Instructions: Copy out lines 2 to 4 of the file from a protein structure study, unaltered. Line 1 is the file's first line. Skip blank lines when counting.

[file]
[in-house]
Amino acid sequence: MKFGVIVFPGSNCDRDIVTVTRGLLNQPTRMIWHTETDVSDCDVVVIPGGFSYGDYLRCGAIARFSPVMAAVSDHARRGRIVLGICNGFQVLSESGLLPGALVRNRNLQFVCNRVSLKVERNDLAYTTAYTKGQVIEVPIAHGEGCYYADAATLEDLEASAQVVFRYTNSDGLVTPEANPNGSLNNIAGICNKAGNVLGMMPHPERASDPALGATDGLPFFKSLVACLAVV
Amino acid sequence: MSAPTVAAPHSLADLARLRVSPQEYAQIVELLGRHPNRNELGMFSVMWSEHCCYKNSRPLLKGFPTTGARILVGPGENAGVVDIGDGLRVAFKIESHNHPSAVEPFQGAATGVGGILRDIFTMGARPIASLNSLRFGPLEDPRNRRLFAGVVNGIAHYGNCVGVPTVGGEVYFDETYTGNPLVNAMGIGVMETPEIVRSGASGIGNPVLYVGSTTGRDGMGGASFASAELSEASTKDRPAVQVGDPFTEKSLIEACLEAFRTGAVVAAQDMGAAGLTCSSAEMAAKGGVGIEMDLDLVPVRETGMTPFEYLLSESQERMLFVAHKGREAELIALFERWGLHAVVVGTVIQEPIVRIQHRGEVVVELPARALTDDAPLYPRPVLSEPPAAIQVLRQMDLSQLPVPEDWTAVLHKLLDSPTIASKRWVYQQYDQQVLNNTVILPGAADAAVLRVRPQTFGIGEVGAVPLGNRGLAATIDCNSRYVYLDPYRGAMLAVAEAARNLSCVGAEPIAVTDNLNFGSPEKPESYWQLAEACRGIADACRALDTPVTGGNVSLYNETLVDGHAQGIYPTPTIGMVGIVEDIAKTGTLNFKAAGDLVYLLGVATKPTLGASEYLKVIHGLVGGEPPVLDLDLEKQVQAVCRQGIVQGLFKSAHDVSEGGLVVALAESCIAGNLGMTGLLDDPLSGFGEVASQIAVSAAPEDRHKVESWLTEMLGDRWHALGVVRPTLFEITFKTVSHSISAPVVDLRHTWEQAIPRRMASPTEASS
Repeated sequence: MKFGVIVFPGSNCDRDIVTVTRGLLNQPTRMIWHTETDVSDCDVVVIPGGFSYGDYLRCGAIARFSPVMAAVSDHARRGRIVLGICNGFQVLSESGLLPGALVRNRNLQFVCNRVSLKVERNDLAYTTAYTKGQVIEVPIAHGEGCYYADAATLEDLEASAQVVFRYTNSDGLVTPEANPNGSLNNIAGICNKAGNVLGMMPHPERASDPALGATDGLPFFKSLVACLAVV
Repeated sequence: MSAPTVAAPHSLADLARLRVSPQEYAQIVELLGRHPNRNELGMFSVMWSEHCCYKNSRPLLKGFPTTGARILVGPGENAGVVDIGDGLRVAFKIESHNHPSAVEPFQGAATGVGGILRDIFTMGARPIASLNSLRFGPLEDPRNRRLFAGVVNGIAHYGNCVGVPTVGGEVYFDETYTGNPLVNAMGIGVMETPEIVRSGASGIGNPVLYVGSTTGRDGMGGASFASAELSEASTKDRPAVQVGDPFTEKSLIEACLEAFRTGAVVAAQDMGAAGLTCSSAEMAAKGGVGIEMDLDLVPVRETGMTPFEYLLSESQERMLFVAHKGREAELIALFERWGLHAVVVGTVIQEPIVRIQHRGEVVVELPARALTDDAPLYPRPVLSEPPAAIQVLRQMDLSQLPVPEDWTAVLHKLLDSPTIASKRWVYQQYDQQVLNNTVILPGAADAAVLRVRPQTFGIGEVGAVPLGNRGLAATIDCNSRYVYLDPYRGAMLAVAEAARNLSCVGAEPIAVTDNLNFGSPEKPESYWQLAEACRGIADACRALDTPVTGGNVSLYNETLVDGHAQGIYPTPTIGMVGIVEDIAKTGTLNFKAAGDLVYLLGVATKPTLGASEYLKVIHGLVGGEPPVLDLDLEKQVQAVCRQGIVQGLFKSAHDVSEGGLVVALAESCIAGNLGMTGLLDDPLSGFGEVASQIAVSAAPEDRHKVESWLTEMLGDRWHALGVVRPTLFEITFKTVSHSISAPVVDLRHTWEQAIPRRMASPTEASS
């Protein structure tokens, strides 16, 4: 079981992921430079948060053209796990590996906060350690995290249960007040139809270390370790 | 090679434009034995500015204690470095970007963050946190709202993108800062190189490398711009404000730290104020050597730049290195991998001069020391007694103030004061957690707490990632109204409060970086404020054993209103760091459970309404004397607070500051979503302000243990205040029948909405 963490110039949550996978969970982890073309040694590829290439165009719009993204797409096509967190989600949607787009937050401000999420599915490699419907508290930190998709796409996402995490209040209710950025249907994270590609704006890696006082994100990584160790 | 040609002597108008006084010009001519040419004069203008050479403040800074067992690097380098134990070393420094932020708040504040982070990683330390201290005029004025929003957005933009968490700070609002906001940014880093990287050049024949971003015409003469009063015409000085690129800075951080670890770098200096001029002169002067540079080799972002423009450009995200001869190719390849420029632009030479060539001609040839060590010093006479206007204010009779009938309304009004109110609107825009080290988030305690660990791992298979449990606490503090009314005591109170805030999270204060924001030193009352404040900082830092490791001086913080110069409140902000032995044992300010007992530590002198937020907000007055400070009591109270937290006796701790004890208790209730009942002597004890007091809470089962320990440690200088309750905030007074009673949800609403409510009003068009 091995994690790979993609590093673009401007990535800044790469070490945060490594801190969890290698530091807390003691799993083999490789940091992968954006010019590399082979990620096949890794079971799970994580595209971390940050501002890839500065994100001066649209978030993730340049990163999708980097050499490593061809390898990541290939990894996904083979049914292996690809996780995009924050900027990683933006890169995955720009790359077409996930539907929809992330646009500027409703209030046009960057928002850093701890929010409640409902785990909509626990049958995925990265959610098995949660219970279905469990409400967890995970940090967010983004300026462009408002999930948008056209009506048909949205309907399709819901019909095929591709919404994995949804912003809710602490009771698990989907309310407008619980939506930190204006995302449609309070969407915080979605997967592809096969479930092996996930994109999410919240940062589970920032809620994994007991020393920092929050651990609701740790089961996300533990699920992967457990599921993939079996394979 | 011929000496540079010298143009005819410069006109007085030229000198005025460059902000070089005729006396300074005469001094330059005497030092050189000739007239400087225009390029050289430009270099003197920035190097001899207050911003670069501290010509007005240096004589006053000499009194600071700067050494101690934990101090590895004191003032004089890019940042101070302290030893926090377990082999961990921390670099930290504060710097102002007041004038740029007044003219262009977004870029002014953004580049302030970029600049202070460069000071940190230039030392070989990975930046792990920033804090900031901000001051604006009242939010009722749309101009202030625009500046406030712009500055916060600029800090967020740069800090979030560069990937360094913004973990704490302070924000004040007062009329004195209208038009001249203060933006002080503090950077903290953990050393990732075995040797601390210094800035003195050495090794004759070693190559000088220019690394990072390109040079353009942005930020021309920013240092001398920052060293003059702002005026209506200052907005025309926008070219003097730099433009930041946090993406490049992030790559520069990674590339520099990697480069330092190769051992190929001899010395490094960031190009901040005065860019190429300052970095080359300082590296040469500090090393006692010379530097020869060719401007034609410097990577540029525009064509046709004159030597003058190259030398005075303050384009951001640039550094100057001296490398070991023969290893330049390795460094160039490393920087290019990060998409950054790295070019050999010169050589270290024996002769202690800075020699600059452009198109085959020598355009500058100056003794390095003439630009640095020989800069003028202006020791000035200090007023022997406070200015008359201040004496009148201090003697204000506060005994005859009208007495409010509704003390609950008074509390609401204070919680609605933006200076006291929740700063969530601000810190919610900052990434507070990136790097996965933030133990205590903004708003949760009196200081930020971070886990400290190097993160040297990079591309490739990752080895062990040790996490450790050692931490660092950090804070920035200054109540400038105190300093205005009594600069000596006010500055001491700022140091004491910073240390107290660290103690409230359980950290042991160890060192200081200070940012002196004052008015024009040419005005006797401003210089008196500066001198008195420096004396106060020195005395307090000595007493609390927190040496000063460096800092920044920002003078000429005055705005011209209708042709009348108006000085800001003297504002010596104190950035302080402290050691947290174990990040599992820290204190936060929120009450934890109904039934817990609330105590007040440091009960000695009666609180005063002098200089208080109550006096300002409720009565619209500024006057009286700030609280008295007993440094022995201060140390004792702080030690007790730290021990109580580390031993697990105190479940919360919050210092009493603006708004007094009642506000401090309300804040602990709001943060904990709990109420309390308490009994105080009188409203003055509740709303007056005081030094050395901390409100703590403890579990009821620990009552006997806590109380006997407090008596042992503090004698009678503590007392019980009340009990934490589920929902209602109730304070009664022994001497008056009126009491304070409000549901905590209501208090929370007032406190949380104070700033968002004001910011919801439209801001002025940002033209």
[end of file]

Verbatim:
Amino acid sequence: MKFGVIVFPGSNCDRDIVTVTRGLLNQPTRMIWHTETDVSDCDVVVIPGGFSYGDYLRCGAIARFSPVMAAVSDHARRGRIVLGICNGFQVLSESGLLPGALVRNRNLQFVCNRVSLKVERNDLAYTTAYTKGQVIEVPIAHGEGCYYADAATLEDLEASAQVVFRYTNSDGLVTPEANPNGSLNNIAGICNKAGNVLGMMPHPERASDPALGATDGLPFFKSLVACLAVV
Amino acid sequence: MSAPTVAAPHSLADLARLRVSPQEYAQIVELLGRHPNRNELGMFSVMWSEHCCYKNSRPLLKGFPTTGARILVGPGENAGVVDIGDGLRVAFKIESHNHPSAVEPFQGAATGVGGILRDIFTMGARPIASLNSLRFGPLEDPRNRRLFAGVVNGIAHYGNCVGVPTVGGEVYFDETYTGNPLVNAMGIGVMETPEIVRSGASGIGNPVLYVGSTTGRDGMGGASFASAELSEASTKDRPAVQVGDPFTEKSLIEACLEAFRTGAVVAAQDMGAAGLTCSSAEMAAKGGVGIEMDLDLVPVRETGMTPFEYLLSESQERMLFVAHKGREAELIALFERWGLHAVVVGTVIQEPIVRIQHRGEVVVELPARALTDDAPLYPRPVLSEPPAAIQVLRQMDLSQLPVPEDWTAVLHKLLDSPTIASKRWVYQQYDQQVLNNTVILPGAADAAVLRVRPQTFGIGEVGAVPLGNRGLAATIDCNSRYVYLDPYRGAMLAVAEAARNLSCVGAEPIAVTDNLNFGSPEKPESYWQLAEACRGIADACRALDTPVTGGNVSLYNETLVDGHAQGIYPTPTIGMVGIVEDIAKTGTLNFKAAGDLVYLLGVATKPTLGASEYLKVIHGLVGGEPPVLDLDLEKQVQAVCRQGIVQGLFKSAHDVSEGGLVVALAESCIAGNLGMTGLLDDPLSGFGEVASQIAVSAAPEDRHKVESWLTEMLGDRWHALGVVRPTLFEITFKTVSHSISAPVVDLRHTWEQAIPRRMASPTEASS
Repeated sequence: MKFGVIVFPGSNCDRDIVTVTRGLLNQPTRMIWHTETDVSDCDVVVIPGGFSYGDYLRCGAIARFSPVMAAVSDHARRGRIVLGICNGFQVLSESGLLPGALVRNRNLQFVCNRVSLKVERNDLAYTTAYTKGQVIEVPIAHGEGCYYADAATLEDLEASAQVVFRYTNSDGLVTPEANPNGSLNNIAGICNKAGNVLGMMPHPERASDPALGATDGLPFFKSLVACLAVV